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United States Department of Agriculture

Agricultural Research Service

Title: REFINEMENT OF RETINYL PALMITATE ASSAY REVEALS EARLIER ASSAYS GROSSLY OVERESTIMATE CONCENTRATIONS IN PLASMA)

Author
item Zimmerman, Duane
item Horst, Ronald
item Goff, Jesse
item Hoy, Derrel
item Beitz, Donald

Submitted to: American Dairy Science Association Abstracts
Publication Type: Abstract only
Publication Acceptance Date: 7/25/1998
Publication Date: N/A
Citation:

Interpretive Summary:

Technical Abstract: Vitamin A status in dairy cows has been determined by plasma concentrations of retinol and retinyl palmitate or retinyl palmitate alone, as analyzed by HPLC from a single column assay. Using this type of analytical system, concentrations of retinyl palmitate as high as 750 ng/mL have been reported. Retinol concentrations in plasma range from 150 ng/mL to 250 ng/mL in normal dairy cows. Unfortunately, the alleged retinyl palmitate peak included other compounds in addition to the retinyl palmitate. We recently developed a quantitative assay for retinol and retinyl palmitate which utilizes a 2-column system, resolving retinyl palmitate from other coeluting solutes. The retinyl palmitate peak collected from the first HPLC column was then applied to a C18 column with a mobile phase of 75:20:5 (v:v:v) methanol:chloroform:water. As a test of this new assay for retinyl palmitate and retinol, 10 nonlactating, nonpregnant Jersey cows were assigned randomly to 1 of 3 oral daily treatments of retinyl palmitate for 14 d: 0; 125,000 IU; or 250,000 IU. Retinyl palmitate concentrations in plasma collected during the 14 d ranged from undetectable to 9 ng/mL without dosing and from undetectable to 9 ng/mL with both doses of retinyl palmitate. Retinol concentrations ranged from 180-230 ng/mL without dosing and 225-285 ng/mL with both doses of retinyl palmitate. Retinyl palmitate concentrations of 10 ng/mL are an insignificant proportion of total circulating retinoids since retinol concentrations are normally around 250 ng/mL. Therefore, using retinyl palmitate concentrations in plasma as a diagnostic tool for vitamin A status in dairy cows seems inappropriate.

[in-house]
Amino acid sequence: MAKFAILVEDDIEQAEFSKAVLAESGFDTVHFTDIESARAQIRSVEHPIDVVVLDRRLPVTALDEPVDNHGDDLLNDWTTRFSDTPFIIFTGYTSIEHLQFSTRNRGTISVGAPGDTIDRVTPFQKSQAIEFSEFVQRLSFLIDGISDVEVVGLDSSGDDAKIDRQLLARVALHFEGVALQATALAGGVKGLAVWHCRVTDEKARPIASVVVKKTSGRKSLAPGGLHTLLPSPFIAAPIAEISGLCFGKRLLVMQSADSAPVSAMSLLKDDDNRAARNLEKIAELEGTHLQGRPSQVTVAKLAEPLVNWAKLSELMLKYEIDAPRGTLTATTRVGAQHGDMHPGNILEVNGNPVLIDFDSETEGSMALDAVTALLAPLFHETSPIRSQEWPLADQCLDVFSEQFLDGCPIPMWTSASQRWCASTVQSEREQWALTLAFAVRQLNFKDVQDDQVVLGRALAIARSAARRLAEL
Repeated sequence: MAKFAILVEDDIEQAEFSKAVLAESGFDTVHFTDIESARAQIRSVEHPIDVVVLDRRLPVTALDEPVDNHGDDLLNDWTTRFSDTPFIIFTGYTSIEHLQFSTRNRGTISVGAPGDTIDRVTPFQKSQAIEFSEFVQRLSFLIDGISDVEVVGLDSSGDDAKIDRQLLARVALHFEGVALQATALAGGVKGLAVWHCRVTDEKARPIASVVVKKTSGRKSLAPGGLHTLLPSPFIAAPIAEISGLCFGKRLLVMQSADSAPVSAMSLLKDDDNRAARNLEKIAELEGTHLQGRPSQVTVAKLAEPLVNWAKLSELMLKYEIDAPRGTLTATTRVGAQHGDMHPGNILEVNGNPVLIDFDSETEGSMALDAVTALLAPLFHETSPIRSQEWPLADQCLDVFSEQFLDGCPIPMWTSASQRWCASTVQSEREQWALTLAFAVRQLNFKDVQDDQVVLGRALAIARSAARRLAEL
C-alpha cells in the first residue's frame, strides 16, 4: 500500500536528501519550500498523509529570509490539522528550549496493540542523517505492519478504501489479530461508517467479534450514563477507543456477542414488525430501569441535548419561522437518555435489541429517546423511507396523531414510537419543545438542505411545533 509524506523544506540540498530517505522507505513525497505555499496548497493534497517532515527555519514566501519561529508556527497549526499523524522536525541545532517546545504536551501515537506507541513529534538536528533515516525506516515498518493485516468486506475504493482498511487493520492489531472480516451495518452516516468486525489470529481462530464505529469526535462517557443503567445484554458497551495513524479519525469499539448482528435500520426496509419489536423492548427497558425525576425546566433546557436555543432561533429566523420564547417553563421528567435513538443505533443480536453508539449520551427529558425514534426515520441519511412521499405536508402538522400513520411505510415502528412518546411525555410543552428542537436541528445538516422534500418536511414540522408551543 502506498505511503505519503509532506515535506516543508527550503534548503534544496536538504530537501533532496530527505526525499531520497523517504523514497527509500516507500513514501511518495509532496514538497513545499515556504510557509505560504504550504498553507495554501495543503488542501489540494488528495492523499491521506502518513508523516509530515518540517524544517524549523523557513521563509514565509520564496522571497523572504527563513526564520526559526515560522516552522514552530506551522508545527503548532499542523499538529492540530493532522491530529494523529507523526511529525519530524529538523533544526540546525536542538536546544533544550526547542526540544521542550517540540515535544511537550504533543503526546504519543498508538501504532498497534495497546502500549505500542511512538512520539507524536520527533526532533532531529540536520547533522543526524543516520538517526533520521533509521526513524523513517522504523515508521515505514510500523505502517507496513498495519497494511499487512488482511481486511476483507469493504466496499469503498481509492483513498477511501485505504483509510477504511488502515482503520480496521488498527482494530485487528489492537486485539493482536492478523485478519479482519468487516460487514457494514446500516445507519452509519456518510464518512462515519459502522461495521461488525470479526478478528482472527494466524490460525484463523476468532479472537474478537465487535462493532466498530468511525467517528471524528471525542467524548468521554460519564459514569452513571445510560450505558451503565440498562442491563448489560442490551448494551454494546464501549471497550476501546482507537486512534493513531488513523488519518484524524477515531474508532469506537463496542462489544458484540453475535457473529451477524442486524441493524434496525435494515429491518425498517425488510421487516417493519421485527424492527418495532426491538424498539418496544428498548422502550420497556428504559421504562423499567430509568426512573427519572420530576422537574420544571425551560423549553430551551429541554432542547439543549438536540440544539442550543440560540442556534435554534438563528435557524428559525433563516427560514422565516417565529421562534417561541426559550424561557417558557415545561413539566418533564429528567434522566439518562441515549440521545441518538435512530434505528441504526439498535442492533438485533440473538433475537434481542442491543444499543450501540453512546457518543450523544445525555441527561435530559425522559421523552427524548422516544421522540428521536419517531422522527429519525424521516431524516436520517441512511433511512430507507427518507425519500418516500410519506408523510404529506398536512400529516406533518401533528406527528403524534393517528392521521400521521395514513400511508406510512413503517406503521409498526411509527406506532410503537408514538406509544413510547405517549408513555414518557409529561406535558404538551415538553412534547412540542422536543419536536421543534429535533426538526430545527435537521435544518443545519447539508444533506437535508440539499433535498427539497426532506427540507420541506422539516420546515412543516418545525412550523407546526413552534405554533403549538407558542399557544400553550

Last Modified: 8/24/2016
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